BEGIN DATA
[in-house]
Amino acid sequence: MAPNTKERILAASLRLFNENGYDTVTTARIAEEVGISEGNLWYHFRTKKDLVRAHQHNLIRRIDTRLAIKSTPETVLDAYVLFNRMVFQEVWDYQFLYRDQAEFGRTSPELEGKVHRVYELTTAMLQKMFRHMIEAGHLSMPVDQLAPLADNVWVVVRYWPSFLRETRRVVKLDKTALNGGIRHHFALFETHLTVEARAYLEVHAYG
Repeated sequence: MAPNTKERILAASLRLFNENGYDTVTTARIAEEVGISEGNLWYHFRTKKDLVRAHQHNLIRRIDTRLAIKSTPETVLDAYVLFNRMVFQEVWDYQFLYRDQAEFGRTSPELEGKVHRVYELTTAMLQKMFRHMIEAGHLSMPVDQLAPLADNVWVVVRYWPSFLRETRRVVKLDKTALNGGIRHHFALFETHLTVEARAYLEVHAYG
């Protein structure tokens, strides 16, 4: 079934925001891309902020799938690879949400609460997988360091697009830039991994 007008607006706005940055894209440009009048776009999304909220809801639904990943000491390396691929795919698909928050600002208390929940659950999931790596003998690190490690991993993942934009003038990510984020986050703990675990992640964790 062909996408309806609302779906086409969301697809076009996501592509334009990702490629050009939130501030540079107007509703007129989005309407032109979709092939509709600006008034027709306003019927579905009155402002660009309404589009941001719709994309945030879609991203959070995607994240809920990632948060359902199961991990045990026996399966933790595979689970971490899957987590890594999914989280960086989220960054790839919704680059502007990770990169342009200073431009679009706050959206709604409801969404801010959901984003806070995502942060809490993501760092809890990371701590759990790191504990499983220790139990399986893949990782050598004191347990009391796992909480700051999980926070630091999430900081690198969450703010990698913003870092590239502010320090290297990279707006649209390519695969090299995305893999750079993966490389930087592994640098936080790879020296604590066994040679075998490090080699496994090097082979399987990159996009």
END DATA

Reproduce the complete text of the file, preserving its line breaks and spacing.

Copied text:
[in-house]
Amino acid sequence: MAPNTKERILAASLRLFNENGYDTVTTARIAEEVGISEGNLWYHFRTKKDLVRAHQHNLIRRIDTRLAIKSTPETVLDAYVLFNRMVFQEVWDYQFLYRDQAEFGRTSPELEGKVHRVYELTTAMLQKMFRHMIEAGHLSMPVDQLAPLADNVWVVVRYWPSFLRETRRVVKLDKTALNGGIRHHFALFETHLTVEARAYLEVHAYG
Repeated sequence: MAPNTKERILAASLRLFNENGYDTVTTARIAEEVGISEGNLWYHFRTKKDLVRAHQHNLIRRIDTRLAIKSTPETVLDAYVLFNRMVFQEVWDYQFLYRDQAEFGRTSPELEGKVHRVYELTTAMLQKMFRHMIEAGHLSMPVDQLAPLADNVWVVVRYWPSFLRETRRVVKLDKTALNGGIRHHFALFETHLTVEARAYLEVHAYG
């Protein structure tokens, strides 16, 4: 079934925001891309902020799938690879949400609460997988360091697009830039991994 007008607006706005940055894209440009009048776009999304909220809801639904990943000491390396691929795919698909928050600002208390929940659950999931790596003998690190490690991993993942934009003038990510984020986050703990675990992640964790 062909996408309806609302779906086409969301697809076009996501592509334009990702490629050009939130501030540079107007509703007129989005309407032109979709092939509709600006008034027709306003019927579905009155402002660009309404589009941001719709994309945030879609991203959070995607994240809920990632948060359902199961991990045990026996399966933790595979689970971490899957987590890594999914989280960086989220960054790839919704680059502007990770990169342009200073431009679009706050959206709604409801969404801010959901984003806070995502942060809490993501760092809890990371701590759990790191504990499983220790139990399986893949990782050598004191347990009391796992909480700051999980926070630091999430900081690198969450703010990698913003870092590239502010320090290297990279707006649209390519695969090299995305893999750079993966490389930087592994640098936080790879020296604590066994040679075998490090080699496994090097082979399987990159996009």